By Rob Gallo
Cummings & Lockwood
This article is intended to provide general information only. It is not intended as legal advice or as a solution to an individual problem. You are encouraged to consult with appropriate legal counsel prior to relying on this document in whole or in part.
A well drafted covenant not to compete can be an employer’s best defense against competition from former employees. Such a covenant is a more powerful tool than a non-disclosure agreement, which prohibits the disclosure of trade secrets or proprietary information, because a valid covenant can be utilized to prevent a former employee from working in competition with the employer.
Set forth below is an abbreviated overview of the law surrounding covenants not to compete and some suggestions for drafting enforceable agreements.
Under Connecticut law, three requirements must be met for a covenant not to compete to be enforced. The covenant must be: (1) reasonable; (2) entered into knowingly; and (3) for adequate consideration. Each requirement is considered below.
The Covenant Must Be Reasonable
This requirement is the most important and also the most troublesome for employers. The main problem is that there is no precise definition of a “reasonable” covenant that can be used in all cases. As a rule of thumb, a reasonable covenant contains only those restrictions that are necessary to protect the employer’s business interest.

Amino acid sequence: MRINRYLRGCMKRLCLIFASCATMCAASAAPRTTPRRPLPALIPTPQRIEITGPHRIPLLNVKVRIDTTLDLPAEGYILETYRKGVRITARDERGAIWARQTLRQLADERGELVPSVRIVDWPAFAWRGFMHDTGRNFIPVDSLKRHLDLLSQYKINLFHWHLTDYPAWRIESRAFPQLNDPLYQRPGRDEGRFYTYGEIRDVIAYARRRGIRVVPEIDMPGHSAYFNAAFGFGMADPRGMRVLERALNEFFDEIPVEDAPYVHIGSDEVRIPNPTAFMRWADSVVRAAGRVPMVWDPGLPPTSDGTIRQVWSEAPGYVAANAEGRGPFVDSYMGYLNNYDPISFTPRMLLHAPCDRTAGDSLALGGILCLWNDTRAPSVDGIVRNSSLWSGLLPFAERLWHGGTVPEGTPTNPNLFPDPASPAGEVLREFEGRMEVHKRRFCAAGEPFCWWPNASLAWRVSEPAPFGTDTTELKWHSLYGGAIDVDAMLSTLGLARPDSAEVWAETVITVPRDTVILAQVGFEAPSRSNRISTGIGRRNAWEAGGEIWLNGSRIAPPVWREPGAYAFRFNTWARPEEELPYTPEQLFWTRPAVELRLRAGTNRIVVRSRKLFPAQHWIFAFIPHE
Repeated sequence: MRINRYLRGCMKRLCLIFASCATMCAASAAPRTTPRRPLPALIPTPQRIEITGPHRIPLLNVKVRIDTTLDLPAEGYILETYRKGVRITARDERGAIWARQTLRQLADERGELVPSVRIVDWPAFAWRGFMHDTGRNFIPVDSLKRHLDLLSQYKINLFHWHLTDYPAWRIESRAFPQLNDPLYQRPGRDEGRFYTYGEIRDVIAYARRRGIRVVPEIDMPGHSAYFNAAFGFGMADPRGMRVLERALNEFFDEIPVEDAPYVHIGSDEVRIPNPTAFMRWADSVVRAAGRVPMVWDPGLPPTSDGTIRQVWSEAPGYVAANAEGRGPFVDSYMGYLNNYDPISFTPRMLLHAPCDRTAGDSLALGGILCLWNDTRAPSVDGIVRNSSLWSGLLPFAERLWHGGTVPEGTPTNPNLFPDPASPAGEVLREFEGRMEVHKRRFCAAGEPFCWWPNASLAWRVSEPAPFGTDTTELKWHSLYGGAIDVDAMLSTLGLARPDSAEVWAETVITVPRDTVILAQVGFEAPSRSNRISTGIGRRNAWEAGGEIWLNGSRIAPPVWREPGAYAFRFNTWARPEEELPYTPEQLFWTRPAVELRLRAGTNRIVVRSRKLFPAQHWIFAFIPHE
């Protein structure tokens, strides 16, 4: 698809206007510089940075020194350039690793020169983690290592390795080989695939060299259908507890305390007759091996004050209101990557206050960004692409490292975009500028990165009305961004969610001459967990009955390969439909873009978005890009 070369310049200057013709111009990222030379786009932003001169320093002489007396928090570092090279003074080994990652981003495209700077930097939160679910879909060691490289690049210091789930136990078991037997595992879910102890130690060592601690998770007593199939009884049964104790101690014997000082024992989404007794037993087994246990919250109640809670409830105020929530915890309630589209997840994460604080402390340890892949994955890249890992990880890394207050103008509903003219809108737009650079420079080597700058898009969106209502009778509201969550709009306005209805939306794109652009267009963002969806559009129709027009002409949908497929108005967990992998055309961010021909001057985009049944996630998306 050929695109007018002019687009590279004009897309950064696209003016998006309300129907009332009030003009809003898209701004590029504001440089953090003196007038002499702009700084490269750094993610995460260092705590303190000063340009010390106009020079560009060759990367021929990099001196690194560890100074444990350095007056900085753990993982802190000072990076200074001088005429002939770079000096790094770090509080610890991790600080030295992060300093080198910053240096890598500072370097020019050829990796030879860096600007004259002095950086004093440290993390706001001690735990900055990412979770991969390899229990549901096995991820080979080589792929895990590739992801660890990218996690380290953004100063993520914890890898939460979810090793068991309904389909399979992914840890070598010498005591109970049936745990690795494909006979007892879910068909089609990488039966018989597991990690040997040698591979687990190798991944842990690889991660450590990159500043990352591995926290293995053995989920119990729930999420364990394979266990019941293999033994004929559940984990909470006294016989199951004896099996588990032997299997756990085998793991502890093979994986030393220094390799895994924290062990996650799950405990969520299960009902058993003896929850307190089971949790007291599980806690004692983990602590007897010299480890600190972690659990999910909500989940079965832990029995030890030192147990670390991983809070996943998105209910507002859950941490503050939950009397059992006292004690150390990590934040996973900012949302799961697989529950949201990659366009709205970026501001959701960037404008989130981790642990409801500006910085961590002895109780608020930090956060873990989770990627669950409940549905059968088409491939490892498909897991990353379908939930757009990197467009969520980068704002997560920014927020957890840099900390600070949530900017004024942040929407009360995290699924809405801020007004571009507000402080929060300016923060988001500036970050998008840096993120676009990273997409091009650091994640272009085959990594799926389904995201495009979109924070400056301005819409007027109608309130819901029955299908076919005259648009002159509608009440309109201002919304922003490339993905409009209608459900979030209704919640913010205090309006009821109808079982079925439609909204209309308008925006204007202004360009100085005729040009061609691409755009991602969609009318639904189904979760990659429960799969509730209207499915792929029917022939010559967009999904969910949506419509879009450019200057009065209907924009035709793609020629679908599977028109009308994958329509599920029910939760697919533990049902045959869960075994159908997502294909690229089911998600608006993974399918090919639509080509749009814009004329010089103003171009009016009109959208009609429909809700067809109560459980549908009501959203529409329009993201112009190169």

Therefore, employers must be careful to avoid vague or overbroad covenants, and instead should tailor their covenants to their specific circumstances. What may be a reasonable restriction for one business may not be reasonable for another.
Connecticut courts employ a five factor test to determine whether a covenant’s restrictions are reasonable. These factors are:
- the length of time the restriction operates;
- the geographic area covered;
- the fairness of the protection afforded the employer;
- the effect of the restraint on the employee; and
- the effect of the restraint on the public.
All five of these factors must be met to enforce the covenant.
Length of Time
Time restrictions should not be over broad or arbitrary. The longer the restriction the more likely it will be found unreasonable. The length of time must be justified by the employer’s circumstances to be considered reasonable.
It is important for employers to consider the nature of their business and the employee’s job before drafting the restriction. Unless there are unusual circumstances, the restriction should not exceed two years, and even this time period may be regarded as excessive in certain circumstances. However, longer restrictions may be upheld in certain highly competitive fields or for unique employees.
Geographic restrictions should be limited to areas in which the business operates. An employer with offices throughout the country will be able to enforce a broader restriction than a local employer.
However, even an employer with offices throughout the country must consider whether a national restriction is really necessary to protect its interests. A key inquiry will relate to the employer’s market and to the employee’s relationship to that market.